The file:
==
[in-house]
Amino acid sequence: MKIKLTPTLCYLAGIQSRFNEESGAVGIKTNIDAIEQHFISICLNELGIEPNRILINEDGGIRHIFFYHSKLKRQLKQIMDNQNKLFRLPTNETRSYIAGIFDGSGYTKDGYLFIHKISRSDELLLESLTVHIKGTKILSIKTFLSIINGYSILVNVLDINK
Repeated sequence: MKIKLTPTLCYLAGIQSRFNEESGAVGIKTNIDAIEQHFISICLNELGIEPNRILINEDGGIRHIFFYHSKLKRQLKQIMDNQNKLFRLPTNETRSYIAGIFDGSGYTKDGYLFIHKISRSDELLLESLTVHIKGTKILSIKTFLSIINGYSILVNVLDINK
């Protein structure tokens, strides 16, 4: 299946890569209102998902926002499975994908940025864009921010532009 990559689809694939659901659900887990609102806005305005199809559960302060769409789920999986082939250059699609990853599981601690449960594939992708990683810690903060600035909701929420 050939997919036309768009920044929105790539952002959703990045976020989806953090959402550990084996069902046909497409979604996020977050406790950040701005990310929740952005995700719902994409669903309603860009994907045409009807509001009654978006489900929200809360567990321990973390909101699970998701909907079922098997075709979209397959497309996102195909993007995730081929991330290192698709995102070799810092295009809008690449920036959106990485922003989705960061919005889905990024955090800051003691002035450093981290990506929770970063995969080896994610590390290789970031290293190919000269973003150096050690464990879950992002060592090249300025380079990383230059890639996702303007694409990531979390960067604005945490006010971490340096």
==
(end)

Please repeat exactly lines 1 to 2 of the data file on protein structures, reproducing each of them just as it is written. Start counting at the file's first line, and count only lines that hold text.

[in-house]
Amino acid sequence: MKIKLTPTLCYLAGIQSRFNEESGAVGIKTNIDAIEQHFISICLNELGIEPNRILINEDGGIRHIFFYHSKLKRQLKQIMDNQNKLFRLPTNETRSYIAGIFDGSGYTKDGYLFIHKISRSDELLLESLTVHIKGTKILSIKTFLSIINGYSILVNVLDINK